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Group says Canadian youth unemployment rate among lowest in G7

Published by Steve Coleman on May 23, 2012

Even at 13 per cent, the 904,000 out-of-work Canadians between the ages of 15 and 29 are among the lowest number of unemployed for their age group among G7 countries.

The Organisation for Economic Co-operation and Development says the number of youth in that age bracket hasn't changed much in the last decade.

People in the age group who are neither employed or in school earned themselves the "NEET" acronym in Europe after government agencies started tracking their levels.

Canada's 904,000-strong NEET population consisted of 391,000 people looking for work and 513,000 who weren't looking for a job. The remaining 5.9 million who fell into the age group were equally split between those in school and those who did have a job.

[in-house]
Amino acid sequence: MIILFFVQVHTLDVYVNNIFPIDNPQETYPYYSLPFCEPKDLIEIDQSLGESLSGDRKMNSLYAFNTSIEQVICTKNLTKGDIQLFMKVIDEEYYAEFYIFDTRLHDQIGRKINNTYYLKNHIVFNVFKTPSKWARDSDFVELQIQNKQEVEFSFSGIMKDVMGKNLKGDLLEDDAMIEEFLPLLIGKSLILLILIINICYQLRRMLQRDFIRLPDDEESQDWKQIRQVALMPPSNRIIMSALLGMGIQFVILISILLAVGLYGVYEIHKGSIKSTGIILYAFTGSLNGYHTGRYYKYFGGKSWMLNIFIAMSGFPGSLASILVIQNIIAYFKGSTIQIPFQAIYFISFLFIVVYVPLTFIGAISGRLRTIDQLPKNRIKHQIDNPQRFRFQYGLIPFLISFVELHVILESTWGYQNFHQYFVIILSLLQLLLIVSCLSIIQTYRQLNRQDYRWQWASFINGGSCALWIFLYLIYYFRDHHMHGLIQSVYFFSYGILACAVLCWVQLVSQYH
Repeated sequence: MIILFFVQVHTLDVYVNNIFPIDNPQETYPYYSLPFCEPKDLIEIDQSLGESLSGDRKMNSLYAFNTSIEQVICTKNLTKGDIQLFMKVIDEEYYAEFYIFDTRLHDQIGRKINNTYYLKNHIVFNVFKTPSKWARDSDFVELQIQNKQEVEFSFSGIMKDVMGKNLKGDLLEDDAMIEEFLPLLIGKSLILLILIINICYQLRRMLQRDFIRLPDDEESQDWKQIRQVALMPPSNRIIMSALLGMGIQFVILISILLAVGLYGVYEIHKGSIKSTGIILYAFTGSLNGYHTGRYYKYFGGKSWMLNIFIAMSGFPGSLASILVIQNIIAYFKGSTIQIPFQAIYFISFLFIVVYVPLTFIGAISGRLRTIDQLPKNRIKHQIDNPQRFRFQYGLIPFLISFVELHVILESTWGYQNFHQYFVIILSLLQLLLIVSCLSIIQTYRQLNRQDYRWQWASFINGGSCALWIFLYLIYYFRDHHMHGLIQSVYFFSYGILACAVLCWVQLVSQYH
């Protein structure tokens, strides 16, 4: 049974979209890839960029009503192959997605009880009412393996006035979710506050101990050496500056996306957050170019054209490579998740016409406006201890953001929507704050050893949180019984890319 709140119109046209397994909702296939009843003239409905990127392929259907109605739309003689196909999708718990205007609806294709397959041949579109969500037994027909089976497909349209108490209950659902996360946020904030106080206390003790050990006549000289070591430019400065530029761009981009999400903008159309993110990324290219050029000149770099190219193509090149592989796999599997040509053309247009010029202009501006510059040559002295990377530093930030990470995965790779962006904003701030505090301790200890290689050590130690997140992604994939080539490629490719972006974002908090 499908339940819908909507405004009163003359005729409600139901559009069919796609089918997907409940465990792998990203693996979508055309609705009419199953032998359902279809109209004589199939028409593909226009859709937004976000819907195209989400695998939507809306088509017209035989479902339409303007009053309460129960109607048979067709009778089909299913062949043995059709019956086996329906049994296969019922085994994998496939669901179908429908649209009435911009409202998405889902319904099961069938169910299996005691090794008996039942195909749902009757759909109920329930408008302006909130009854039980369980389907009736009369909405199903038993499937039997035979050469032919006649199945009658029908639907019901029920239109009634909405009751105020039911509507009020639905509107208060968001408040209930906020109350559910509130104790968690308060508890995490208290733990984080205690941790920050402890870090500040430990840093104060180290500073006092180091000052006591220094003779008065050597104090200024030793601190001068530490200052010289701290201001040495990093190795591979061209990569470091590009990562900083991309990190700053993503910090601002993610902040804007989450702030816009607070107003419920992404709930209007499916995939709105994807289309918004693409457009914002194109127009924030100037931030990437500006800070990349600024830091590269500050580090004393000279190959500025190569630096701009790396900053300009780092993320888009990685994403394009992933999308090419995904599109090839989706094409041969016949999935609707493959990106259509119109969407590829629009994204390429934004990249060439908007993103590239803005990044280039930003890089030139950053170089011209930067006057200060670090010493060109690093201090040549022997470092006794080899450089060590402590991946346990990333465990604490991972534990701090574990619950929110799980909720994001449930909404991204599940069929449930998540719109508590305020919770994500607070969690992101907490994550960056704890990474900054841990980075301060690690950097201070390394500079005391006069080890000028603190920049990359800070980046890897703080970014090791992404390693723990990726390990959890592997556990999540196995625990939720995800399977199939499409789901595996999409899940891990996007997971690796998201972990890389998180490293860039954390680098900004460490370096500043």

The 391,000 unemployed youth aged 15 to 29 represented an unemployment rate of 11.8% among young people not in school.

Among the unemployed, 55,000 had been looking for work for more than six months. These long-term unemployed represented one per cent of all youth and 14 per cent of unemployed youth.

This was the lowest proportion of long-term unemployed young people among G7 nations.

Statistics say young men 15-24 were significantly more likely to be unemployed than men aged 25 to 29 and young women in both age ranges. A higher level of education significantly reduced the odds of being unemployed.

Survey results also said married young people without children were also less likely to be unemployed than their single counterparts.

Youth living at home had significantly higher odds of being unemployed than those not living at home.

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